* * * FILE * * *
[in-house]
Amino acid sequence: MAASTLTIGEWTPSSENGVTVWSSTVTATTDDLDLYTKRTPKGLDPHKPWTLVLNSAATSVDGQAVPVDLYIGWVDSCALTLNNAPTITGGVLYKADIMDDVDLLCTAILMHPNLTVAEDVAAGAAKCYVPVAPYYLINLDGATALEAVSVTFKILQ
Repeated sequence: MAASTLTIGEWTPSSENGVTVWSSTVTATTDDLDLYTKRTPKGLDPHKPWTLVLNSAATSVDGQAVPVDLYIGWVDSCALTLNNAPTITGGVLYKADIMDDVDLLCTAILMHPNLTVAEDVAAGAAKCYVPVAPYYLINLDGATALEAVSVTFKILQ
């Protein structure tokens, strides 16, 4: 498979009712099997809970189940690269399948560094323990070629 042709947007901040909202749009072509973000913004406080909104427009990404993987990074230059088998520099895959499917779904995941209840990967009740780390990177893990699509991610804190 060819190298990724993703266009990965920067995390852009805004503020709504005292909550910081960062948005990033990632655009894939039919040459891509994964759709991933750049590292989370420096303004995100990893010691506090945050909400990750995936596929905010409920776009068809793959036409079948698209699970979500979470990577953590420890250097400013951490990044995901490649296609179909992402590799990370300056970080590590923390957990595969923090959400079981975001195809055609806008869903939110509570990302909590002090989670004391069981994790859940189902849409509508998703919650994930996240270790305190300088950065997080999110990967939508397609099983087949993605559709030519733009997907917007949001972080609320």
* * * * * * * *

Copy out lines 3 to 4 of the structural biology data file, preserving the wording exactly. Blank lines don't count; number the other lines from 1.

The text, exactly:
Repeated sequence: MAASTLTIGEWTPSSENGVTVWSSTVTATTDDLDLYTKRTPKGLDPHKPWTLVLNSAATSVDGQAVPVDLYIGWVDSCALTLNNAPTITGGVLYKADIMDDVDLLCTAILMHPNLTVAEDVAAGAAKCYVPVAPYYLINLDGATALEAVSVTFKILQ
């Protein structure tokens, strides 16, 4: 498979009712099997809970189940690269399948560094323990070629 042709947007901040909202749009072509973000913004406080909104427009990404993987990074230059088998520099895959499917779904995941209840990967009740780390990177893990699509991610804190 060819190298990724993703266009990965920067995390852009805004503020709504005292909550910081960062948005990033990632655009894939039919040459891509994964759709991933750049590292989370420096303004995100990893010691506090945050909400990750995936596929905010409920776009068809793959036409079948698209699970979500979470990577953590420890250097400013951490990044995901490649296609179909992402590799990370300056970080590590923390957990595969923090959400079981975001195809055609806008869903939110509570990302909590002090989670004391069981994790859940189902849409509508998703919650994930996240270790305190300088950065997080999110990967939508397609099983087949993605559709030519733009997907917007949001972080609320």